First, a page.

Foley sound refers to sound effects that are created and recorded in sync with the film. Foley sound is customized for each film and scene. Traditional sound effects, in contrast, are recorded on the street, for example, or taken from a library of standard, pre-recorded effects, and then edited into the film in the post-production phase. Note that any sound effect introduced in post-production would be distinct from sound recorded during synchronous shooting.
Effective Foley sounds are indistinguishable from “real” sounds recorded synchronously during shooting.
Jack Foley is the sound engineer who pioneered what is now known as Foley sounds. He worked at the Universal Studios. Today, Foley artists work in specialized studios equipped with tools to create various sound effects. They do so while watching the film on a screen, so that they can create sound effects in sync with the film.
Here is a video showing Foley sound artists at work in a studio, synching up sound effects with the film playing on the screen in front of them.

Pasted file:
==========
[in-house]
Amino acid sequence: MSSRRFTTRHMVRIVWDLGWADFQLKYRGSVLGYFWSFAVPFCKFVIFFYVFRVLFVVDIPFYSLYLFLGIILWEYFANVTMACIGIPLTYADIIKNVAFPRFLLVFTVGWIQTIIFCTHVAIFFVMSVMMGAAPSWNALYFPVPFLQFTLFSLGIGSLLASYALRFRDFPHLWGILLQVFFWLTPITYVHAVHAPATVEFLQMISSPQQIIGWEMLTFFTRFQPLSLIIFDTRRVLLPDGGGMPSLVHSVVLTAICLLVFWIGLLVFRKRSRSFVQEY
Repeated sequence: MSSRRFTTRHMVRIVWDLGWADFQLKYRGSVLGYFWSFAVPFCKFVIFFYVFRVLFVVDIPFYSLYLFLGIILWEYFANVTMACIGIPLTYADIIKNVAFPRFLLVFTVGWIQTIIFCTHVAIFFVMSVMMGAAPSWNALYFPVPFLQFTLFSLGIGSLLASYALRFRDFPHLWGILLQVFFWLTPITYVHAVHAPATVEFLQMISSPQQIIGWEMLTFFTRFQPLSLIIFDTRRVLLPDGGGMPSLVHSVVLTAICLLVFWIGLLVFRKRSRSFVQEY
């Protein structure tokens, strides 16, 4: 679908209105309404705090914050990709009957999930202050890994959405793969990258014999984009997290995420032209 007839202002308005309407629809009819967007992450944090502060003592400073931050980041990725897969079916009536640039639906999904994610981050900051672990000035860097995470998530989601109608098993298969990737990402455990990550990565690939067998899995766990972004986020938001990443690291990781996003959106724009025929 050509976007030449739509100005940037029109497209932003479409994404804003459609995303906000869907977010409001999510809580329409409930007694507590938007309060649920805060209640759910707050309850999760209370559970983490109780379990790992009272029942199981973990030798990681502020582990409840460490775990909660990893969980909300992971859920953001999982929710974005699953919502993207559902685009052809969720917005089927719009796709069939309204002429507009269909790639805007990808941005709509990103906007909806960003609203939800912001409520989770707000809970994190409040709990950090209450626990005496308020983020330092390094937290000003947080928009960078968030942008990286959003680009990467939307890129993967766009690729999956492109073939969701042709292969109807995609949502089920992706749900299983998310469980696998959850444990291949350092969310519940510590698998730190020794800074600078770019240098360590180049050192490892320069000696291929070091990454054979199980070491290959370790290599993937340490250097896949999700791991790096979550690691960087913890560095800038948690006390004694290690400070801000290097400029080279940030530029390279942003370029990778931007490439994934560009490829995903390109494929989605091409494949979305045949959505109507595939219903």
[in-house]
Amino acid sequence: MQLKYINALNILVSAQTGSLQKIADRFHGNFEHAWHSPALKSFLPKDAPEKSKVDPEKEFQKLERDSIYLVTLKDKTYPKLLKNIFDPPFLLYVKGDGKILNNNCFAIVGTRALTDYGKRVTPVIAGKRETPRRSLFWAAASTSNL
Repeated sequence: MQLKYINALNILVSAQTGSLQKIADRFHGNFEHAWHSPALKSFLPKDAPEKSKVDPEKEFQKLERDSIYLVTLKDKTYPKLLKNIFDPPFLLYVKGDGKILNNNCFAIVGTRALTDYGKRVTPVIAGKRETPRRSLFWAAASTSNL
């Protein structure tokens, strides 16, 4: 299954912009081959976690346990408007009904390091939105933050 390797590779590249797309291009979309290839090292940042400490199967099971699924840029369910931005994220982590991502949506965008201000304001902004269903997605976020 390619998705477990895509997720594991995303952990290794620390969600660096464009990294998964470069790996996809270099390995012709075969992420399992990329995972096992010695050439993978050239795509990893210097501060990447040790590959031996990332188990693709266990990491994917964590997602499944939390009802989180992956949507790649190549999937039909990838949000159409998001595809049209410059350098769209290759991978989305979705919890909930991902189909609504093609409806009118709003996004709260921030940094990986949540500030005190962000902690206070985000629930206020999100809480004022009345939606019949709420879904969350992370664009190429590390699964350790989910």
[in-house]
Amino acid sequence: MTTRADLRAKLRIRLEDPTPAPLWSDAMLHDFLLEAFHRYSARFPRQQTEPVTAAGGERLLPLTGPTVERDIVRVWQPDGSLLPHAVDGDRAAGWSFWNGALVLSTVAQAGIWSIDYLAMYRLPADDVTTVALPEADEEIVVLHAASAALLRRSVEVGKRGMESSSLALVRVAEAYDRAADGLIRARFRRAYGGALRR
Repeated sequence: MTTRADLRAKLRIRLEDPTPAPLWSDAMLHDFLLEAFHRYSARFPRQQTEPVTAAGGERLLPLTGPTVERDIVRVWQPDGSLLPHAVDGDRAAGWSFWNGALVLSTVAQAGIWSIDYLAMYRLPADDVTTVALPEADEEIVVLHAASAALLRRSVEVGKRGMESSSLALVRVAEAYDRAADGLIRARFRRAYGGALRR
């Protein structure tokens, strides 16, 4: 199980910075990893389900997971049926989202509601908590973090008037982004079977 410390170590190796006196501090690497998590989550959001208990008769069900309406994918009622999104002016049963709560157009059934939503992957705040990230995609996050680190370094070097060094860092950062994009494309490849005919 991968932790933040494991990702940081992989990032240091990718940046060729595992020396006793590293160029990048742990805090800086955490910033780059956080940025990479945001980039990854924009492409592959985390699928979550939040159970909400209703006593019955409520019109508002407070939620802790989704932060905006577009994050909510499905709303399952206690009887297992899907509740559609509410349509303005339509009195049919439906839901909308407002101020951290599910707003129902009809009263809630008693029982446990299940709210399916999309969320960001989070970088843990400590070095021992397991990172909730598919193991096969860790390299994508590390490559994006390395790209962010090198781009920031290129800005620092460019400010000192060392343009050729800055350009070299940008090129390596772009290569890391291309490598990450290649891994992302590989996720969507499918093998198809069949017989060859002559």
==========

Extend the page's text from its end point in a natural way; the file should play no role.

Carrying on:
Sound effects are crucial to a gruesome scene in Richard Eyre’s 2018 King Lear. Gloucester is blinded after he has been deceived by Lear’s two elder daughters and betrayed by his own bastard son, Edmund.
The scene makes audiences imagine the violent scene without showing it. It does feature the sounds of gouging out eyeballs and dripping blood.
It does not show us the fingers that gouge out Gloucester’s eyeballs. Instead, with a medium closeup shot, the camera is trained on Regan’s facial expressions as Cornwall holds and guides her hand to complete the revenge act.
Your Turn: Watch this short video and reflect on the impact of sound effects on the scene. Without the visuals, are the sound effects more or less effective in conveying the cruel act?